Over the years I have experimented on and off with using what is referred to as a “hybrid” kit. This means a set-up that incorporates both acoustic and electronic drums. My version uses a standard three piece acoustic set (bass, snare, floor tom) with an Alesis Sample Pad and PercPad. The pads are usually set to represent two rack toms and used in place of acoustic toms. I liken this set-up to Alex Van Halen’s rig on the 5150 album and tour as seen in the video Live Without a Net. I loved the way he went between an acoustic bass, roto-toms and snare with a complete set of electronic pads up front. This allowed for a very unique sound. His solo especially exhibited the distinctive sounds that can only be found in a hybrid kit (see below). According to DRUM magazine:
Electronics have become part of what we do as drummers and percussionists. Electronics might be reinforcing an acoustic drum sound, providing some sort of backing loop to play against, or playing some effect that can’t be created in the acoustic world. Think about what you might need in your own setup to enhance the music you’re playing. Do you like to trigger a lot of loops? Do you need bigger acoustic drum sounds? Whatever you decide, there is no such thing as a wrong setup, and it’s really no longer a question of whether acoustic or electronic gear is the best tool for the job. You’ll likely need both.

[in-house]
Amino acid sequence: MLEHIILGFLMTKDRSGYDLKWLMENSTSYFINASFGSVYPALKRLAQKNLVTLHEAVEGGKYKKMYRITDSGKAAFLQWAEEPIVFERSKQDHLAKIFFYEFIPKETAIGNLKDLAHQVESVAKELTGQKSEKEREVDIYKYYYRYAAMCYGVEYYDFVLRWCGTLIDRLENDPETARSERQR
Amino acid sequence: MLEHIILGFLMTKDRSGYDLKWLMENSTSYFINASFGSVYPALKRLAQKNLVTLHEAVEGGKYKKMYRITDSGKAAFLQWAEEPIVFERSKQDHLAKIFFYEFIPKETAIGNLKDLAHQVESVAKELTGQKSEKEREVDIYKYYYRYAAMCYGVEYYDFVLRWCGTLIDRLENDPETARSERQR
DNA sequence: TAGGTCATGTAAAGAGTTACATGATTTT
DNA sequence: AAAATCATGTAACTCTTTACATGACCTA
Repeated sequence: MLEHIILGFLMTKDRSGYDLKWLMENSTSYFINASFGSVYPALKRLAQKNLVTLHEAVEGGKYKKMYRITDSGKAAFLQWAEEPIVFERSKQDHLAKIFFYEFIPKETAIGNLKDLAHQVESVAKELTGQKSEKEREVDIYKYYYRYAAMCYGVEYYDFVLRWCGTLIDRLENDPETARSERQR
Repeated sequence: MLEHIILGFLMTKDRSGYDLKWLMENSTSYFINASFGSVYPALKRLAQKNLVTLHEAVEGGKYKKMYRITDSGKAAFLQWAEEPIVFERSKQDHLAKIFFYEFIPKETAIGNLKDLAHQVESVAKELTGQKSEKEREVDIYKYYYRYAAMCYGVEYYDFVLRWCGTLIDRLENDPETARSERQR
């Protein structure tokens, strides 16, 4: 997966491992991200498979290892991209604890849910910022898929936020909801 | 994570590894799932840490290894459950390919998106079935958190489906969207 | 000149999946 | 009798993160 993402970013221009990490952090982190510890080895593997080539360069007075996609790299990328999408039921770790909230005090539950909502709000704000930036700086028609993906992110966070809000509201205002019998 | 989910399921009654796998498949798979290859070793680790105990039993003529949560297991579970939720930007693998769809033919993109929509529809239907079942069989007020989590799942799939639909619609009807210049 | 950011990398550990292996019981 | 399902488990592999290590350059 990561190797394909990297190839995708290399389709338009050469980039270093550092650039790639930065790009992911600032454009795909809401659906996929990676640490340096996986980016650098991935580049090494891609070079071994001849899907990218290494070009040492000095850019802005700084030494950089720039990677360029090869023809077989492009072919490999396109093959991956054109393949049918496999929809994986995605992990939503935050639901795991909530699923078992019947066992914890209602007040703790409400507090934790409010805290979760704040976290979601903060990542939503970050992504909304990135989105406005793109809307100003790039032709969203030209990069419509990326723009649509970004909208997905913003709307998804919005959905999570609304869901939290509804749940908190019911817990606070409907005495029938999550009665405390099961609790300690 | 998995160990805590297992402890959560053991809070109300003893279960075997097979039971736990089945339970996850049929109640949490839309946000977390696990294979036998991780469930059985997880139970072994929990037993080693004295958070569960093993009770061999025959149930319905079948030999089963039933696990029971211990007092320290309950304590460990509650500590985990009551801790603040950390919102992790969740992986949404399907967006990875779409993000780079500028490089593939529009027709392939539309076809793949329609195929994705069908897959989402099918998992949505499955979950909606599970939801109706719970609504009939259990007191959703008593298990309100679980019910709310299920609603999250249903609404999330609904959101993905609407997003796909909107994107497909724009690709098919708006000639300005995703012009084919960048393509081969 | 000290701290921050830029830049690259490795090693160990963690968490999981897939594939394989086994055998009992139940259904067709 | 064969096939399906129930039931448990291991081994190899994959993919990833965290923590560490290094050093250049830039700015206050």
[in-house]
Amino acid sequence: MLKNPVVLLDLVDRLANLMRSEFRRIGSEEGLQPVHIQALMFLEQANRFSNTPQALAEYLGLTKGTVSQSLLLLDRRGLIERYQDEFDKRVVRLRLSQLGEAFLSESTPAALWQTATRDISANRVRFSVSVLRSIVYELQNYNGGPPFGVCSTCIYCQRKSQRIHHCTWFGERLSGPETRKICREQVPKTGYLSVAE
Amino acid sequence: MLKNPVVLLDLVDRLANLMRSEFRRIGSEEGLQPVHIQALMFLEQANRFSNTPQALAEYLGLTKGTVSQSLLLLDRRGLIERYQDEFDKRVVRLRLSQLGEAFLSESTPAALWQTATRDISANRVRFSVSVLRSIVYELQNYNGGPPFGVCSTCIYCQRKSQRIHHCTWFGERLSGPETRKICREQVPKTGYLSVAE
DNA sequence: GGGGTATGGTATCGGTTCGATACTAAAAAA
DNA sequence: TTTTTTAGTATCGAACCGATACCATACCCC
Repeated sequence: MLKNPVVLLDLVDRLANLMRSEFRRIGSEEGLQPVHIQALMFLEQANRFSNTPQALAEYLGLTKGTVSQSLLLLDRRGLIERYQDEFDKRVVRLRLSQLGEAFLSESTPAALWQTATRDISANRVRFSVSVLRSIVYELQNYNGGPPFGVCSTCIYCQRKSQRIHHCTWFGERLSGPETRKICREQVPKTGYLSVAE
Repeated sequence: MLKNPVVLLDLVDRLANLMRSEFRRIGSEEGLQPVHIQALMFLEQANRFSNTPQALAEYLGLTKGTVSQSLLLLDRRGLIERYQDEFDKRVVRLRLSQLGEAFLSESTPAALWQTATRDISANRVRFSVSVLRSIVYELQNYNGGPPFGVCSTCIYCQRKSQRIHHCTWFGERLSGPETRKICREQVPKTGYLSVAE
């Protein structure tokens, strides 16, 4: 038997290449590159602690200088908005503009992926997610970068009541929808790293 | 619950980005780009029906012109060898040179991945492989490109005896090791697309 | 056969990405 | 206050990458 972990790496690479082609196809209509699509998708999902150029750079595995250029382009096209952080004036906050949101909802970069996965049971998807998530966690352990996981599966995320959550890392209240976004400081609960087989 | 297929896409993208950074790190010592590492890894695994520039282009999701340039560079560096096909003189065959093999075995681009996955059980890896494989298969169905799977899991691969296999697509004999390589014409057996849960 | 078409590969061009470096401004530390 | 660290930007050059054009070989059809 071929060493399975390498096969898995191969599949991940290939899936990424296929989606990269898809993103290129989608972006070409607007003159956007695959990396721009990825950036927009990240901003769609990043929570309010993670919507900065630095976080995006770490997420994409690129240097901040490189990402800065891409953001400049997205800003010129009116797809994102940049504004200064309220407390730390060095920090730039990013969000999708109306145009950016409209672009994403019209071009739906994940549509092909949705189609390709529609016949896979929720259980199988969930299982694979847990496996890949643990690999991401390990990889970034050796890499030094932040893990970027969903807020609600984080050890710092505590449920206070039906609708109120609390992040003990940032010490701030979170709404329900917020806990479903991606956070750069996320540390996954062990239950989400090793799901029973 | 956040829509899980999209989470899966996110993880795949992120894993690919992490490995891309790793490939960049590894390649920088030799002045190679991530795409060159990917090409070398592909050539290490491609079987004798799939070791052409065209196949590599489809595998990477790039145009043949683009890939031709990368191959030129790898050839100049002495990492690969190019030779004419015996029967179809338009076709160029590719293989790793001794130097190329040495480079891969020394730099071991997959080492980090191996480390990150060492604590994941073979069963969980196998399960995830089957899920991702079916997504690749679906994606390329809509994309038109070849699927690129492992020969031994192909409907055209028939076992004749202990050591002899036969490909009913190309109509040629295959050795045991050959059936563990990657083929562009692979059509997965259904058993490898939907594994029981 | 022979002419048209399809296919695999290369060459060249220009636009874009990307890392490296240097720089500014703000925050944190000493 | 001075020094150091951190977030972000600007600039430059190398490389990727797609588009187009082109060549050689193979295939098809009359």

There are a few things to consider when configuring a hybrid kit. First, the tuning of the acoustic drums should be somewhere in the middle, meaning not too high or low. I use DrumTacs to curb the resonance while keeping the drums wide open. I also use a very small drum pillow in the bass drum just to curb the overall ring. It may take some experimenting but the acoustic and electronic drums should complement one another. Second, you should mount the pads as if they are part of the standard kit, meaning the drum set should be assembled as one unit, not two separate entities. The goal is to keep the acoustic drums and electronic pads seamless.